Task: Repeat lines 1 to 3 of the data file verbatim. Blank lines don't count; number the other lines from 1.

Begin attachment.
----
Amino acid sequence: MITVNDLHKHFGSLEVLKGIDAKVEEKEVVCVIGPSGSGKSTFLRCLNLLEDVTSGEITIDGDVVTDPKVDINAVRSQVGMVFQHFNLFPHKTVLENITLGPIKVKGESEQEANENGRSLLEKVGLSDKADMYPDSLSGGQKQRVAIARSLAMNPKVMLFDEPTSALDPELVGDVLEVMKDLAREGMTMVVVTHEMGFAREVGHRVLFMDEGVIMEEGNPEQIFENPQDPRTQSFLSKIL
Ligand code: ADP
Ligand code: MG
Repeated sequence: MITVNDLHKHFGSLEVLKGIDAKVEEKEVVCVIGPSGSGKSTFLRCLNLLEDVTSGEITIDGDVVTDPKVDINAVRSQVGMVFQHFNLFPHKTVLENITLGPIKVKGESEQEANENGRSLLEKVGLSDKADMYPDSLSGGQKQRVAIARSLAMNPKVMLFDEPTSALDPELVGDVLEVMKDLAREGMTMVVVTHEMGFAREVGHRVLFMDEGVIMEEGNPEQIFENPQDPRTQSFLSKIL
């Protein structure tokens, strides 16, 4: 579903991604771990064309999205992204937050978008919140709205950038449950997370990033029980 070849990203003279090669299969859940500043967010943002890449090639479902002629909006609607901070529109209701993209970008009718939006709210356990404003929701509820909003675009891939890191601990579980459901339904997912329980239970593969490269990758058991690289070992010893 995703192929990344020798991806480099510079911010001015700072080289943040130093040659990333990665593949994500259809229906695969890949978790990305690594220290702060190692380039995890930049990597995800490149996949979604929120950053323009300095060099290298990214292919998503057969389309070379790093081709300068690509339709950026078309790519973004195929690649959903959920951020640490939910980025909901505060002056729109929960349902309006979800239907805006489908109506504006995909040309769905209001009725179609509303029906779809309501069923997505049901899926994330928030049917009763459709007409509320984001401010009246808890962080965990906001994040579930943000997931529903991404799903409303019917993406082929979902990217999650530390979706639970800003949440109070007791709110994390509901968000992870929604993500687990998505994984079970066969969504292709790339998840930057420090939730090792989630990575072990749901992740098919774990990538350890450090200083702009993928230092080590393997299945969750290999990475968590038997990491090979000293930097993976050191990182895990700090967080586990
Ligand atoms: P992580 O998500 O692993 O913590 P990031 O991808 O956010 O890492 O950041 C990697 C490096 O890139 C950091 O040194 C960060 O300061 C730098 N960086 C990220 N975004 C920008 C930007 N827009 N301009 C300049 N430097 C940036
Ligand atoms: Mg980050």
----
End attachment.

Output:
Amino acid sequence: MITVNDLHKHFGSLEVLKGIDAKVEEKEVVCVIGPSGSGKSTFLRCLNLLEDVTSGEITIDGDVVTDPKVDINAVRSQVGMVFQHFNLFPHKTVLENITLGPIKVKGESEQEANENGRSLLEKVGLSDKADMYPDSLSGGQKQRVAIARSLAMNPKVMLFDEPTSALDPELVGDVLEVMKDLAREGMTMVVVTHEMGFAREVGHRVLFMDEGVIMEEGNPEQIFENPQDPRTQSFLSKIL
Ligand code: ADP
Ligand code: MG